Why i’m the Mane event!

In mem­ory of her brother, Jo Kelly, 62, of Far­ring­ton Gur­ney, turned to an un­likely fig­ure in his­tory

Pick Me Up! - - FRONT PAGE -

Cars slowed to a crawl, horns honked and heads swiv­elled

Brush­ing my long, grey hair, I looked in the mir­ror and frowned.

Once my crown­ing glory, my bum-length tresses were look­ing a lit­tle lank and thin.

‘I think it might be time for the chop,’ I told my best mate Marcia, 52, a few days later.

But first, there was some­thing I had to do.

For years, I’d been day­dream­ing about do­ing some­thing out­ra­geous to hon­our my brother Charles, 66, who’d died of lung can­cer in 2011.

But for what I had in mind, I needed my long hair!

‘I want to re-en­act Lady Go­diva’s ride,’ I told Marcia.

A his­tory buff, I’d read all about the no­ble­woman from the 13th cen­tury, who rode a horse naked through Coven­try, cov­ered only by her hair, to protest high taxes.

‘You can bor­row my daugh­ter’s horse,’ Marcia laughed. A great start! But how on earth would I go about pub­li­cis­ing it? When I told my kids Melissa, 40, and Joseph, 34, they cracked up laugh­ing. ‘Trust you, Mum,’ Melissa gig­gled, promis­ing to cheer me on.

I was known for my wacky sense of hu­mour.

So dif­fer­ent to Charles, who’d been a quiet man. Still, he loved a good chuckle and I knew that my bonkers plan would have tick­led him pink!

‘I’ll set up a fundrais­ing web­site,’ my boy Joseph of­fered. ‘What’s your goal?’ ‘How about £250?’ I sug­gested. But I’d no idea if we’d reach it. Telling friends and fam­ily about my plan, I de­cided my route – it’d be a short trot through the small town of Rad­stock, where I worked in a bak­ery.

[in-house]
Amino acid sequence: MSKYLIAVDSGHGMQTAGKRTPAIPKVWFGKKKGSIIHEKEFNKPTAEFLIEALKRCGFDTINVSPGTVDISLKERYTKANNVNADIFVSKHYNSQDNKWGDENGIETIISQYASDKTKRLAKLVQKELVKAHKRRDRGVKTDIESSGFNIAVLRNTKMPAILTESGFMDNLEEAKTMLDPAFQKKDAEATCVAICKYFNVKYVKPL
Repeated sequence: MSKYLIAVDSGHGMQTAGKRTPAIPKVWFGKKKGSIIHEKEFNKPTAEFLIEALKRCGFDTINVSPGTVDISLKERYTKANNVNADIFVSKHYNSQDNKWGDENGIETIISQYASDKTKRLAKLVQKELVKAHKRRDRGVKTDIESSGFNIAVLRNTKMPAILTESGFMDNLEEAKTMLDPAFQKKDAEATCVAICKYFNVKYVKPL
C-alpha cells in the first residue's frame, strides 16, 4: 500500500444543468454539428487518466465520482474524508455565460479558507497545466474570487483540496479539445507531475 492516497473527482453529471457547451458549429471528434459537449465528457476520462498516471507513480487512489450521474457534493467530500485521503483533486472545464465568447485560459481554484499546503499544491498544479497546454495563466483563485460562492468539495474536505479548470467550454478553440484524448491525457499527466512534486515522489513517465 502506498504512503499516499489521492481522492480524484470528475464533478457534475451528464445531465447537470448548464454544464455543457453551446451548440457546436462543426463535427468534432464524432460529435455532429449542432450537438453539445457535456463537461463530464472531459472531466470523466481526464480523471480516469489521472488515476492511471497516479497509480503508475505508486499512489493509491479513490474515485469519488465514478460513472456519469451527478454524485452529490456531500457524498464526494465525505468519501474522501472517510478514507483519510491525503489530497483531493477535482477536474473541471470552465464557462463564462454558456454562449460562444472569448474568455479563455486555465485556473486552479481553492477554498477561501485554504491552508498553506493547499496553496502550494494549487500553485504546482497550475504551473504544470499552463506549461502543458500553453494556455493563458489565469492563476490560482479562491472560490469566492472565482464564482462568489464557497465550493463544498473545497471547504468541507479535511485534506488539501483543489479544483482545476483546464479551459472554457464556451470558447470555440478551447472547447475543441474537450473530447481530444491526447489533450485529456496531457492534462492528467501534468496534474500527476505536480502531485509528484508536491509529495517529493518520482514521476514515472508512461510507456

The morn­ing of 24 Septem­ber 2018 dawned, sunny and warm. Good job – un­der my dress I was wear­ing just sil­ver nip­ple tas­sels and a pair of rid­ing boots!

‘You sure you’re up for this?’ Tina, Marcia’s daugh­ter, said, lead­ing Lucy, a beau­ti­ful blackand-white horse, to­wards me.

I glanced round. It was 10am. There was no one about.

‘Let’s go!’ I said, whip­ping off my dress and clam­ber­ing into the sad­dle.

With only my flow­ing locks to hide my mod­esty, I clung onto the reins.

It was 10 years since I’d rid­den. ‘Bit higher up than I re­mem­bered,’ I said.

Soon we were clip-clop­ping through the town cen­tre.

Cars slowed to a crawl, horns honked and heads swiv­elled, as peo­ple got an eye­ful of my birth­day suit.

I had a small linen scarf cov­er­ing my lap, but my bum was as bare as the day I was born!

‘Talk about a di­ver­sion!’

some­one hooted cheer­fully.

My friends, daugh­ter and grand­kids came out in sup­port, wav­ing as I trot­ted past.

I was lov­ing every mo­ment of it but, af­ter 15 min­utes, it was time to pop my clothes back on – it was get­ting a tad chilly!

Af­ter Lucy was re­turned to her horse­box, I got dressed and headed to the hair­dresser.

Time to bid farewell to my Lady Go­diva hair. I had it cut into a chic bob and the rest of my hair was sent to a char­ity that made wigs for chil­dren with can­cer.

Best of all, my stark­ers stunt raised £1,000 for Macmil­lan Can­cer Sup­port!

Charles, dar­ling, I hope your daft lit­tle sis made you proud!

Me, car­ry­ing out my neigh-kid am­bi­tion

Hair to­day, gone to­mor­row!

My brother Charles as a young man

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